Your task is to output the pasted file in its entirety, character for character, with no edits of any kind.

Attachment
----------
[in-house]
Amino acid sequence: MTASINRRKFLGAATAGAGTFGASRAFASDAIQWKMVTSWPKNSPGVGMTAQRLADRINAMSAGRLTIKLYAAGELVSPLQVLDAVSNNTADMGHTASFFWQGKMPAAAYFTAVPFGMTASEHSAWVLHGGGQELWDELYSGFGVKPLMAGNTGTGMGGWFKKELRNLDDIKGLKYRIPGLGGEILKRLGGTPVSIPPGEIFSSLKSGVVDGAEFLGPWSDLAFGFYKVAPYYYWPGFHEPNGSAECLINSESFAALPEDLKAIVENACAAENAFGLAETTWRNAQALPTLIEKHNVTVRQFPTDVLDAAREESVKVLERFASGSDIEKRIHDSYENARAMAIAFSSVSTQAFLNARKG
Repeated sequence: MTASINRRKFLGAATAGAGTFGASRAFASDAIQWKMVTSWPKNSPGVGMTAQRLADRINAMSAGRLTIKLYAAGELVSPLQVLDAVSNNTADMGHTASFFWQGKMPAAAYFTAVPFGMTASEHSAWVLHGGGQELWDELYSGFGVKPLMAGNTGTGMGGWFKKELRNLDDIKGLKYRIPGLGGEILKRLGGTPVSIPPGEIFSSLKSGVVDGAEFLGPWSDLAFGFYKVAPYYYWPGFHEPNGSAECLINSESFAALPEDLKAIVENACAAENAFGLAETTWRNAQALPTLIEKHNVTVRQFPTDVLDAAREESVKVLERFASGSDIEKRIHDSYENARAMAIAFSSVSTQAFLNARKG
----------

[in-house]
Amino acid sequence: MTASINRRKFLGAATAGAGTFGASRAFASDAIQWKMVTSWPKNSPGVGMTAQRLADRINAMSAGRLTIKLYAAGELVSPLQVLDAVSNNTADMGHTASFFWQGKMPAAAYFTAVPFGMTASEHSAWVLHGGGQELWDELYSGFGVKPLMAGNTGTGMGGWFKKELRNLDDIKGLKYRIPGLGGEILKRLGGTPVSIPPGEIFSSLKSGVVDGAEFLGPWSDLAFGFYKVAPYYYWPGFHEPNGSAECLINSESFAALPEDLKAIVENACAAENAFGLAETTWRNAQALPTLIEKHNVTVRQFPTDVLDAAREESVKVLERFASGSDIEKRIHDSYENARAMAIAFSSVSTQAFLNARKG
Repeated sequence: MTASINRRKFLGAATAGAGTFGASRAFASDAIQWKMVTSWPKNSPGVGMTAQRLADRINAMSAGRLTIKLYAAGELVSPLQVLDAVSNNTADMGHTASFFWQGKMPAAAYFTAVPFGMTASEHSAWVLHGGGQELWDELYSGFGVKPLMAGNTGTGMGGWFKKELRNLDDIKGLKYRIPGLGGEILKRLGGTPVSIPPGEIFSSLKSGVVDGAEFLGPWSDLAFGFYKVAPYYYWPGFHEPNGSAECLINSESFAALPEDLKAIVENACAAENAFGLAETTWRNAQALPTLIEKHNVTVRQFPTDVLDAAREESVKVLERFASGSDIEKRIHDSYENARAMAIAFSSVSTQAFLNARKG